Terri Kaiser

I can trace my love of cooking back to the very first dish I ever made. Truly, I can. It was a soup made of mud and snow, mixed up in the back end of a rusty toy dump truck. I didn’t taste it, but my little sister seemed to like it. And then I got in big trouble.

This time of the year when the air is crisp a bowl of soup goes a long way toward fixing all. A delicious, steaming bowl of meat and noodles or dumplings, veggies and broth, creamy or otherwise, is just the ticket to feeling all is right in the world.

My general go-to is a creamy corn and potato chowder made with bacon and onion. My mom made a version of it as we were growing up. I now make it with (forgive me for cheating) bacon bits you buy in a packet. The soup is less greasy that way and saves time.

Second on the list of soup faves is chili. Now, a true Texan may laugh themselves silly at what I call chili, but we like it. It’s simply canned tomato soup, hamburger, onion, kidney beans, chili powder, cumin, and lots of noodles. Cheddar cheese sprinkled on top when it’s done, and you’ve got a quick and easy bowl of yumminess.

When we were in Seattle, we had the best bowls of clam chowder ever. And we should have. It was Seattle for heaven's sake! I suppose there are other parts of the country that make a great clam chowder as well, but those in Seattle were as close to perfect as possible.

I make a taco soup that is to die for. It’s about the easiest soup I’ve ever made. In fact, I just made it this weekend to warm up my sisters and friends after an afternoon of snowshoeing. Honestly, it’s a matter of frying up the hamburger and adding in a ton of tomatoes and nearly every kind of bean out there. It’s great if you need a little fiber.

One year for Christmas dinner when it was especially cold outside, and the celebration was to be at our house, I made four types of soups served with fancy breads and cheeses. I had chicken dumpling, clam chowder, beef barley, and taco soup. Now doesn’t that sound like the perfect meal to gather the family around as we ponder the birth of the Christ child and look toward the new year? No? Hmmm, no one else thought so either. The idea didn’t go over so well, although they did think the soup was tasty.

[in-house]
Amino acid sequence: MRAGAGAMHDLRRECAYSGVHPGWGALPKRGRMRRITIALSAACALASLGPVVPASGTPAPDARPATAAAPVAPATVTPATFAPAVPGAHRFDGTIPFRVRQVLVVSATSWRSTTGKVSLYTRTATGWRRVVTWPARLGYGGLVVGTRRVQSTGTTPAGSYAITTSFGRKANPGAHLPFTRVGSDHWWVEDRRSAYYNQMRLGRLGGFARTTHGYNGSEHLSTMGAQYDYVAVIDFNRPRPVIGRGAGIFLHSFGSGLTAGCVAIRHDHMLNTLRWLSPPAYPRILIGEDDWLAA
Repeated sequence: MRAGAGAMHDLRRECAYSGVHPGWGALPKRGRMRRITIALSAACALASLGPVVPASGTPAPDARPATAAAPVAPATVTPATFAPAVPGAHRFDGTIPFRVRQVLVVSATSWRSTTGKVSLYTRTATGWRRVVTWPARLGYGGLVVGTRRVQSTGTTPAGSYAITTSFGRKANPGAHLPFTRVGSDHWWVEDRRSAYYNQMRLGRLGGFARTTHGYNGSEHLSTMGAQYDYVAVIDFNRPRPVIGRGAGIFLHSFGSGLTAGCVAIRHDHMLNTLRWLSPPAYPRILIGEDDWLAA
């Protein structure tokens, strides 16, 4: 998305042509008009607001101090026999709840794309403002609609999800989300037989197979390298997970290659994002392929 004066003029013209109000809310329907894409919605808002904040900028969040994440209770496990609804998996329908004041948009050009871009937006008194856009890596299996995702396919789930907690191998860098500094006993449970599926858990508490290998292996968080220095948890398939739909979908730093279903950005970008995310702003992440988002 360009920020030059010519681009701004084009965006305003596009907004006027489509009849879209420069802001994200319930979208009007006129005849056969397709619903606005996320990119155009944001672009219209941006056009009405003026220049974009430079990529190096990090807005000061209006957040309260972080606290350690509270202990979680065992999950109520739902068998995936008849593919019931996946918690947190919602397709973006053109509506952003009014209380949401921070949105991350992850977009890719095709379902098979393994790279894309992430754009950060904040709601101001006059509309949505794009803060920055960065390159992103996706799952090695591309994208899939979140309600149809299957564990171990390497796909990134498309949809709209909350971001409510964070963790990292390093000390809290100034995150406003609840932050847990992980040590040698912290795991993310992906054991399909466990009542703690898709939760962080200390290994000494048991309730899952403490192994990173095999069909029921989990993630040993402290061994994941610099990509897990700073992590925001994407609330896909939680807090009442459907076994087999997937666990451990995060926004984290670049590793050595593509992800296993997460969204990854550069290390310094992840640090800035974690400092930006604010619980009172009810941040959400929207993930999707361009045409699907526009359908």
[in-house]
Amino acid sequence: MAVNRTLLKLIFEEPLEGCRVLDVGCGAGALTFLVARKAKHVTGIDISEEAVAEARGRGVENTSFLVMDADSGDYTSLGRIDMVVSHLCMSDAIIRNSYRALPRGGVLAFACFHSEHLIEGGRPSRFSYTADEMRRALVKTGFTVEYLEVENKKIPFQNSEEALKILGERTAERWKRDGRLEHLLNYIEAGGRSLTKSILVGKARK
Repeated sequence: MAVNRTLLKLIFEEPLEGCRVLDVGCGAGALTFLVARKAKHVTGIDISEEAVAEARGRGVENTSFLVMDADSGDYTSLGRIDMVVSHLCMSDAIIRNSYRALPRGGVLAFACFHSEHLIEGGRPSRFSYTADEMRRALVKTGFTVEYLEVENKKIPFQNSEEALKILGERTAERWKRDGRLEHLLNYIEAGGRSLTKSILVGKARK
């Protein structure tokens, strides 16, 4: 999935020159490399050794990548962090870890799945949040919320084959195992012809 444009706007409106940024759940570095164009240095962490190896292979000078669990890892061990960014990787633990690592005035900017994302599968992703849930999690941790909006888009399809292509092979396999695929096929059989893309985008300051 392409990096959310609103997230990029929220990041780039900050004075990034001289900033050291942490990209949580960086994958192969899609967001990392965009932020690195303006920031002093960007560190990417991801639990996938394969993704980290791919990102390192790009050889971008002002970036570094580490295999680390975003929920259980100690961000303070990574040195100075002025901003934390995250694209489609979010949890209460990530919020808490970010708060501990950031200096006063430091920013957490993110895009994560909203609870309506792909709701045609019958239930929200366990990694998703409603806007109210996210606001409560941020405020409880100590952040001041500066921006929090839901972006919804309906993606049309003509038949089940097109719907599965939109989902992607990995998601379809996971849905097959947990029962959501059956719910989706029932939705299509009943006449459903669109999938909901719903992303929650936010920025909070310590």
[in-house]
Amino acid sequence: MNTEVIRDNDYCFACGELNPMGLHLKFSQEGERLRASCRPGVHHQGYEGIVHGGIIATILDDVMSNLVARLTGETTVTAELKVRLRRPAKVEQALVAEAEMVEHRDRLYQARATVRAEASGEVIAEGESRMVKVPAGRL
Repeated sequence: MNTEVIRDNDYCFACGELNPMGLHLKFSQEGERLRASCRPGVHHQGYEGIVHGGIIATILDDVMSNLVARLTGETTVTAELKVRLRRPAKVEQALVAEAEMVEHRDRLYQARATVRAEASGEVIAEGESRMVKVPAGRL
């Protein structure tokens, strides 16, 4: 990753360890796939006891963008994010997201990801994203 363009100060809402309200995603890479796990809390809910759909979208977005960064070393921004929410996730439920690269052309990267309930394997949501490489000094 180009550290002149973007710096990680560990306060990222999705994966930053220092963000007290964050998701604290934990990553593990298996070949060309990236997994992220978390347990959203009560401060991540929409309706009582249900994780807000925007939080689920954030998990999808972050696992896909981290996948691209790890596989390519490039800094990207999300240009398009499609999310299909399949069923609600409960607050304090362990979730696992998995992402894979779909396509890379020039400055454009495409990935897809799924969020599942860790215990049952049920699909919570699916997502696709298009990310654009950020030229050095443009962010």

My Grandma Prezak had a soup chart she used to create different soups that start with a roux of butter, flour and milk, the seasonings dependent on what vegetables are used. The recipe doesn’t call for any meat, but I usually add in cut up chicken.

If you’d like Grandma’s soup chart, mosey on over to my blog where I will be posting it sometime this week at https://lettersfrommuskyfalls.wordpress.com.

Also, and on another subject, I would also like to thank everyone for their support of my book, The Witness Tree. It has all been much appreciated. A new shipment arrived this last weekend and they are again available in Park Falls at Kayla’s Kitchen, Park Pharmacy, and Cindy’s Country Charm, and in Phillips at The 5 Senses and Homespun.

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